The LxD program had two major components in it. An LC, which is a national level conference where in the Fellows are given clarity about their role and imparted executive leadership program to set a context to their on ground work and give them the leadership tools to facilitate their work. And a proactive support system throughout the year to help them through their challenges and gives them the learning curve that would make them remarkable leaders. We wanted to impart experiential learning rather than classroom learning.
The best part about the LxD program is that it is ever evolving and ever changing. Starting from a hall full of people discussing about how to change the world, it has moved into a dynamic high energy yet reflective conference that focuses on the core values and skills that a young leader must have to deal with the various challenges on ground and find a way to overcome them and grow by learning and collaborating.
One big MAD
This year is a landmark year for Leadership Circles. Focus is on deep dive into core concepts like Servant Leadership and Integrity. A deep dive that would help the Fellows get a crystal clear understanding of the finer nuances of a true leader. Instead of the LC being a place where solutions are provided, we wanted to make it a place where ideas are swapped faster than they are thought of. A place where conversations are started and carried back into the cities. A place where the Fellow understands the bigger picture and the cause they are working for and reflect on their stands on them. To facilitate our learning, two newest additions joined the MAD family. Abhishek Thakore, founder of the Blue Ribbon Movement, a well known change artist who facilitates fundamental transformation in individuals, organizations and societies. Rizwan Tayabali, a social enterprise consultant at Social Effect, has sixteen years of social and commercial experience in strategic innovation, design and change and is currently as full time specialist in the design and implementation of long term solutions to human challenges.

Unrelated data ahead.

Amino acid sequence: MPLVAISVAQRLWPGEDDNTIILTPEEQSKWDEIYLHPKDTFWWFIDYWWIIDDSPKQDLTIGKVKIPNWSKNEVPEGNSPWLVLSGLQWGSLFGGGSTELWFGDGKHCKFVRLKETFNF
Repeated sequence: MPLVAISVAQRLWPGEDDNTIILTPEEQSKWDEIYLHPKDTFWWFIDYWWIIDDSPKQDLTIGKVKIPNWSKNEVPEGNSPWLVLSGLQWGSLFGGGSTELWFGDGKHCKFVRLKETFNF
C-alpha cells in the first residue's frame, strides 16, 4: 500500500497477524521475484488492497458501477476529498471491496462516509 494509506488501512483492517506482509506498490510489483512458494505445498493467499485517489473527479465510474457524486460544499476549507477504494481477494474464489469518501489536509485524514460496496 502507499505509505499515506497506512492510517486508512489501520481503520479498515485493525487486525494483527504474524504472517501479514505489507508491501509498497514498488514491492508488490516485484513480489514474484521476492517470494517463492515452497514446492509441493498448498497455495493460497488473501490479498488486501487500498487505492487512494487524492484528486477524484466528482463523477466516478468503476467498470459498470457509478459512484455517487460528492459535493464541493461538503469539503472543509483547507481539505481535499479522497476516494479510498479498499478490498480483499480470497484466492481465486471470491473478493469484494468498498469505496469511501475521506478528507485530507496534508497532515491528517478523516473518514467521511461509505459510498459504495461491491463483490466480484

The vision for LxD is ambitious and exciting to say the least. We believe that the work people do defines their leadership qualities and not their profile. Going forward, in the near future, the leadership program and the Leadership circle will be two different entities. The LxD curriculum will be accessible to anyone in MAD with the help of our cutting edge tech team. And eventually, the LC will be an open conference to anyone with the real potential of being a leader and for those who want to take an initiative to solve a problem.
One big family of problem solvers. One big MAD.
And today, I find myself anxious and nervous. And I am transported to two years ago: A reserved volunteer who was a bunch of nerves. And as I end this post, I take strength and confidence from the fact that I am not the only one. I look around the office and I see people who have had the same trajectory as me. And I smile.